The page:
'Democracy thrives because it helps individuals identify with the society of which they are members and because it provides for legitimate decision-making and exercise of power.' With this statement, the Council of Europe raises for us some fundamental questions: what is the practice of democracy, its merits and its limitations? A phenomenological insight into democracy as it displays itself indicates that its essence is decision making by vote. The strength of this mechanism is that it operates without a requirement for (...) rationality on the part of the participants, and its imperative is always to achieve a decision - any decision. Thus, the mechanism enables decisions in situations of incommensurable choice. The history of the engagement of Maori with local government in Aotearoa New Zealand makes apparent the limitations of democracy and challenges democracy itself. Maori have no tradition of democracy and they aspire to the exercise of their traditional decision-making practices. As a minority in a democratic country, Maori find themselves always at the mercy of the vote. Democracy is a tool of colonisation. The situation of Maori provides lessons for those who would applaud the Council of Europe and their belief in coexistence by way of democratic decision making. (shrink)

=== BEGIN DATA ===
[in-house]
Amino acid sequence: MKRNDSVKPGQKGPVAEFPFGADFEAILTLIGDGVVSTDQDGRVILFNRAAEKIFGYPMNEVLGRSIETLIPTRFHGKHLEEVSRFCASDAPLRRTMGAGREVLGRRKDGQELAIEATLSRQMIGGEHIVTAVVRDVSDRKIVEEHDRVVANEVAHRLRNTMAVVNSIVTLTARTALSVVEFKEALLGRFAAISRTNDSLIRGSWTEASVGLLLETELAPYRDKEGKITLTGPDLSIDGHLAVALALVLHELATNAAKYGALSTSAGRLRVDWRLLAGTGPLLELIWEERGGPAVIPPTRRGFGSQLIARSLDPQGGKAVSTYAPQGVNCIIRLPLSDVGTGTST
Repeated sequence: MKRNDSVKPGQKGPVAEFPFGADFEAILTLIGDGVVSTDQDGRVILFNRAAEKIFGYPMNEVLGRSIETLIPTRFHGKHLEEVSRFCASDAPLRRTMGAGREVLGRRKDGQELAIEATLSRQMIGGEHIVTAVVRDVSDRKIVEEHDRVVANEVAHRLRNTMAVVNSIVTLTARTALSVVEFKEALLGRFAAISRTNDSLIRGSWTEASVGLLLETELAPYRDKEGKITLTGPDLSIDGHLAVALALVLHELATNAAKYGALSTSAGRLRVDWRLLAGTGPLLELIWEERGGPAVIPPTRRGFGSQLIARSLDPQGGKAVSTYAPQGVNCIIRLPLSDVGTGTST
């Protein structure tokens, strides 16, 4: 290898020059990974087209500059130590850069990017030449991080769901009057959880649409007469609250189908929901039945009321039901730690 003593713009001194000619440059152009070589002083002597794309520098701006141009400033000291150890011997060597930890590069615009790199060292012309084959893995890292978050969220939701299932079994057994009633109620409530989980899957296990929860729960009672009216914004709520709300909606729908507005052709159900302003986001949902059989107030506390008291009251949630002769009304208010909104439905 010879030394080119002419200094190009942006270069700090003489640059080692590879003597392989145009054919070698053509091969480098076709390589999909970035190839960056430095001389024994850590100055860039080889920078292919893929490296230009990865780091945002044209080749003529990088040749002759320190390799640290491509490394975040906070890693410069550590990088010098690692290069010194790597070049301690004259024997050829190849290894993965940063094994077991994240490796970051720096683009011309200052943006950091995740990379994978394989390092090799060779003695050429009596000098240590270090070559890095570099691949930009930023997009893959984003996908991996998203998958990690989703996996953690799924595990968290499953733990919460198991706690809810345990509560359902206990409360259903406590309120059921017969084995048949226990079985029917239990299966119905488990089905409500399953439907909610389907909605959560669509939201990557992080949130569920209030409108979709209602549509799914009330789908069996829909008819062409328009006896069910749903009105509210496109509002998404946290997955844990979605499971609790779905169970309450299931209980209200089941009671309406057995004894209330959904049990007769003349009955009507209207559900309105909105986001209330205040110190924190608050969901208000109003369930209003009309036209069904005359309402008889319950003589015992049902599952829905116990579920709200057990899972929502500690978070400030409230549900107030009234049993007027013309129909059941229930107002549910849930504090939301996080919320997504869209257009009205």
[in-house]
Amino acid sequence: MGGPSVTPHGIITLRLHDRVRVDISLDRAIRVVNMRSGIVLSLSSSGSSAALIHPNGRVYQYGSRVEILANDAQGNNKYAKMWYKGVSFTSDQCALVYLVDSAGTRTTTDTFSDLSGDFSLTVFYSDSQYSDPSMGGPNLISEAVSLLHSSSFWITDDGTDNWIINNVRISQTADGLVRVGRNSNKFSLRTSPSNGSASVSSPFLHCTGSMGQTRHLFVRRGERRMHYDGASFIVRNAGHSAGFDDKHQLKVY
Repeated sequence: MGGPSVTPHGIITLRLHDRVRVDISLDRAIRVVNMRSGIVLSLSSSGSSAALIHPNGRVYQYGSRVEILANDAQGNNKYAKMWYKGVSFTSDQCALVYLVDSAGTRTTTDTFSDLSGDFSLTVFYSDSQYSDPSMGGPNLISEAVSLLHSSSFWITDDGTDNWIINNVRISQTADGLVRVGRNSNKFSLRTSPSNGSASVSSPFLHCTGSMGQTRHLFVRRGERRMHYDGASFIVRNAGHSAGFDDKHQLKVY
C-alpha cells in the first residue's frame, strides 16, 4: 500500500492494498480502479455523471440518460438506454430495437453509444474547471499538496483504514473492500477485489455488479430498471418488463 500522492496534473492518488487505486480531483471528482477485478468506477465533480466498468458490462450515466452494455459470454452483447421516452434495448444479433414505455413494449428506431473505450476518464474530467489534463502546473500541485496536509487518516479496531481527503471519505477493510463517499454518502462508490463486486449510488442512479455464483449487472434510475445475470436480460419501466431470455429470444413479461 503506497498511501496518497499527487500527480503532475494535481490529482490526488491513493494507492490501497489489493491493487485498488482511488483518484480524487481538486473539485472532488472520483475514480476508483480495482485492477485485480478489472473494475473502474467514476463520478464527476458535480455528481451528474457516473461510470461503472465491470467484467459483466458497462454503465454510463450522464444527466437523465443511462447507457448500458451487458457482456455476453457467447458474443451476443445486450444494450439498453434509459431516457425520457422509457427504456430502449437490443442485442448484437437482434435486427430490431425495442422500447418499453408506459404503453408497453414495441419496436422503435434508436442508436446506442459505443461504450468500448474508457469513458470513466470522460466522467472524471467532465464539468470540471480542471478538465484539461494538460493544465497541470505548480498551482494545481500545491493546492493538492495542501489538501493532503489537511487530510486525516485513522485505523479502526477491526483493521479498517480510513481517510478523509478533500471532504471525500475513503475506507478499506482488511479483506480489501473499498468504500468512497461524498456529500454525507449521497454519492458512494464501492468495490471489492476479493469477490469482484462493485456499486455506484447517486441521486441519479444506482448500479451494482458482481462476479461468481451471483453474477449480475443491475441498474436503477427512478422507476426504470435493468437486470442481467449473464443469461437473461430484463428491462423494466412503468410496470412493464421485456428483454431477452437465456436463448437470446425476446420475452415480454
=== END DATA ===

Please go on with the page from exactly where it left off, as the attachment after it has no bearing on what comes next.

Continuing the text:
Human beings originate votes, and democracy constitutes decisions. This is the essence of democracy. A phenomenological analysis of the vote and of the decision reveals for us the inherent strength of democracy and its deficiencies. Alexis de Tocqueville pioneered this form of enquiry into democracy and produced positive results from it. Unfortunately, his phenomenological method was inadequate and he missed the essential core of his 'associative art'. The frequent association of democracy with rationality misleads us about its nature and its (...) requirements. The phenomenology of democracy aligns with the governance concept of democracy. Many attempts to reform democracy, or impose it on others, are misplaced because they do not attend to the essence of democracy. (shrink)